My husband, Eric and I have lived on three different continents and in four
different states since we started dating seven years ago. We've had nine different
addresses between us in that time, and we have become pretty good at learning how
to get around new places. Our secret is the GPS app called Waze. We plug an
address into our phone, and we let it boss us around until we get to where we need
to be. We love exploring new towns and cities, and most of the time we don't mind
getting lost, but there is no way we could have lived in as many places as we have
Since I started working at OSLC, I have relied heavily both on Waze (and on
Trudy who kindly draws me maps and tells me how to get to where I need to go).
Because I don't actually live in the Sandhills, it has taken me longer to get my
bearings and get a sense of where things are. Other than those annoying times
when I miss a street, and Waze announces (over and over again) to "make the next
legal u-turn," I have been so thankful for this app on my phone, and I wonder how
people navigated new places without it.
What I most appreciate about Waze is that it announces, "You have arrived"
whenever I reach my destination. There have been two occasions recently when I
have heard Waze tell me that I'm finally where I'm supposed to be - only for me to
look up, down, and around the street wondering where in the world the place at
which I had "arrived" was hiding.
"You have arrived." There is something so satisfying and even comforting about knowing I'm exactly where I'm supposed to be - even if I'm not sure where I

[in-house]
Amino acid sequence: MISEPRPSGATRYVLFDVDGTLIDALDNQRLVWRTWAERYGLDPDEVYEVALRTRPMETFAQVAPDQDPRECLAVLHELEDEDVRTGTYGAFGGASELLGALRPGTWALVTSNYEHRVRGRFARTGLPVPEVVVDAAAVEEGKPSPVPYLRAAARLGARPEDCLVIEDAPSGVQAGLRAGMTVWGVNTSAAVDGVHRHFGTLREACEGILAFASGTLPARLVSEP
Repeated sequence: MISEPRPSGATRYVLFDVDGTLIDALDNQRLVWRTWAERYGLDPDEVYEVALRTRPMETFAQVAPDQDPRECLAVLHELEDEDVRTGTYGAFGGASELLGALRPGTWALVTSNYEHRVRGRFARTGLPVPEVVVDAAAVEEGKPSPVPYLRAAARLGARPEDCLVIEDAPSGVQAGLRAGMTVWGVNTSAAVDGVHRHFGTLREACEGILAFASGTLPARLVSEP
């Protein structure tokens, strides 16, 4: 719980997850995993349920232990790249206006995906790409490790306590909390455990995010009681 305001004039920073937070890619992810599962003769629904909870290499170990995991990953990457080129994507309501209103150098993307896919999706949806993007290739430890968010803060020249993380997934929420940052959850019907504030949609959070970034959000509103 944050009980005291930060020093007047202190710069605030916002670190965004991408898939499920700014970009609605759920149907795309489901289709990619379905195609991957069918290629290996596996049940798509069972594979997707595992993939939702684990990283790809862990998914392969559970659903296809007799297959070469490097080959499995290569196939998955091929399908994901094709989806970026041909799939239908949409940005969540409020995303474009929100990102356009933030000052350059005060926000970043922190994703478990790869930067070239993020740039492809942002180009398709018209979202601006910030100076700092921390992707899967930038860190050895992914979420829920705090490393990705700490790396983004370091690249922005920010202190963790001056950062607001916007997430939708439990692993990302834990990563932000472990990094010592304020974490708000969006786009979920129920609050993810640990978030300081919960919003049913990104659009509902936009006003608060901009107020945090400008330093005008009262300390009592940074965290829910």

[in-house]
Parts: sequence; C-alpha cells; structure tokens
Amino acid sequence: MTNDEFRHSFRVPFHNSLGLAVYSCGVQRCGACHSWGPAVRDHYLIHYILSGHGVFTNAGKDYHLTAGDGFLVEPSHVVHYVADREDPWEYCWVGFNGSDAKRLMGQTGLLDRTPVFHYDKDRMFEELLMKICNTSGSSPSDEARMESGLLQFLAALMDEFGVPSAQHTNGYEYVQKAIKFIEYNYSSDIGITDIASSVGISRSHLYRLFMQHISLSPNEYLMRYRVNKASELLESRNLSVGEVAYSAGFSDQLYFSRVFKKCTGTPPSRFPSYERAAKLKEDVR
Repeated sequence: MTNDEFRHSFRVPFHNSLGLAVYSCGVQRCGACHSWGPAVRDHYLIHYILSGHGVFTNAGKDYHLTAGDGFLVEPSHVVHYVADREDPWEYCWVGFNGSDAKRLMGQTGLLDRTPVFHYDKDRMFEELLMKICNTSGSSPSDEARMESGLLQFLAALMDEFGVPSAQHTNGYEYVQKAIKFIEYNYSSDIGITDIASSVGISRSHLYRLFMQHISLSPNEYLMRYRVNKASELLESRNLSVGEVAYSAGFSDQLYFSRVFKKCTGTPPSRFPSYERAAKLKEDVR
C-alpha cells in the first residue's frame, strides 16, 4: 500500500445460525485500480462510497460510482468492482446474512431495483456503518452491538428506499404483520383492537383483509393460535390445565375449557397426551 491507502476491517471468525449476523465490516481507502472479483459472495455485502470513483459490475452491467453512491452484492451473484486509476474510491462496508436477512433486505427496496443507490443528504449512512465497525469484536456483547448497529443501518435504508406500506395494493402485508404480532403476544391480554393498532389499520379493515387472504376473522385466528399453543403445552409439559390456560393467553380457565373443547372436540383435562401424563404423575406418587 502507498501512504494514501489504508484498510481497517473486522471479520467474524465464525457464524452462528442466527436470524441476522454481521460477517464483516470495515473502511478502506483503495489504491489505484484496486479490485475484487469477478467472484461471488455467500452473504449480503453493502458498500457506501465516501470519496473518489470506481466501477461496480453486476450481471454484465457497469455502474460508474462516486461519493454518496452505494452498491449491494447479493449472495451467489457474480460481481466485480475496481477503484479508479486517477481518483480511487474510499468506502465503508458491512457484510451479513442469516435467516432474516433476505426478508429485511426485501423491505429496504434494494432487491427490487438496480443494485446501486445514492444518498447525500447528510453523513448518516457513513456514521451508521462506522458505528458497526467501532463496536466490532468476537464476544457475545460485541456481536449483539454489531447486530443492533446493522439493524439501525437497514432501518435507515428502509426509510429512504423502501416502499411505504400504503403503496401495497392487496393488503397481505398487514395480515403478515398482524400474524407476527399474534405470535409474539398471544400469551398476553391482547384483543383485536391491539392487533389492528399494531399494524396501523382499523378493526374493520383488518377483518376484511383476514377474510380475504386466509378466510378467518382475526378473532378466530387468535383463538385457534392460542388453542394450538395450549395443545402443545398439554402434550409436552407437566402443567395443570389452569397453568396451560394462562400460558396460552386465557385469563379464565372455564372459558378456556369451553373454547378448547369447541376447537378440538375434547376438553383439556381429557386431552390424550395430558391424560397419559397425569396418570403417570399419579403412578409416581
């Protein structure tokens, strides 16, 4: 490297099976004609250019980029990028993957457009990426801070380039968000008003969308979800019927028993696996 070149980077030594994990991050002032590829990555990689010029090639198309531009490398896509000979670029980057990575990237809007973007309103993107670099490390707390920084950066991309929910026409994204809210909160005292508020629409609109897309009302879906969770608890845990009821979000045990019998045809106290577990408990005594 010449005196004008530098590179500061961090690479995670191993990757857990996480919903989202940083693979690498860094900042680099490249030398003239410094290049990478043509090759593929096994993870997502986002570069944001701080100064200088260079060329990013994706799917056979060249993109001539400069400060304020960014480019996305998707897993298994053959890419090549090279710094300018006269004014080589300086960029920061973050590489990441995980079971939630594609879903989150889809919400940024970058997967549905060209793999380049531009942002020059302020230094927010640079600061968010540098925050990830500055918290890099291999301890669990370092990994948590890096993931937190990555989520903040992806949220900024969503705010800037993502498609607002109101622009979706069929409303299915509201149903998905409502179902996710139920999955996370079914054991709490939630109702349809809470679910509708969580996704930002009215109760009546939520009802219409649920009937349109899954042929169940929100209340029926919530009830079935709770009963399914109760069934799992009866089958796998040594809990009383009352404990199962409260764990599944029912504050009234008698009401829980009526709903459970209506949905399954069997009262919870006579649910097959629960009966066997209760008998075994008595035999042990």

am yet. I wish sometimes that we all had a Waze app for our trips to worship on Sunday morning each week. What it would mean for us to hear a little voice declaring to us as we pulled into our church parking lot: "You have arrived?"
You've made it through another week. You're here - exactly where you're supposed to be, exactly where God has promised that God will show up for us and speak to us. You have arrived to a community that - while it falls short all the time, just like all communities do - is a community that cares for each other.
You have arrived, and God's words of love and grace for you are waiting.
There are probably some Sundays where we all feel like we're looking up and
down the street wondering where in the world we're going. There are other
Sundays when we know exactly where we need to be: in worship with God and with
each other. No matter what kind of Sundays you experience, our hope and prayer is
that whenever you pull into our church parking lot, you hear God whisper to you,
"You have arrived."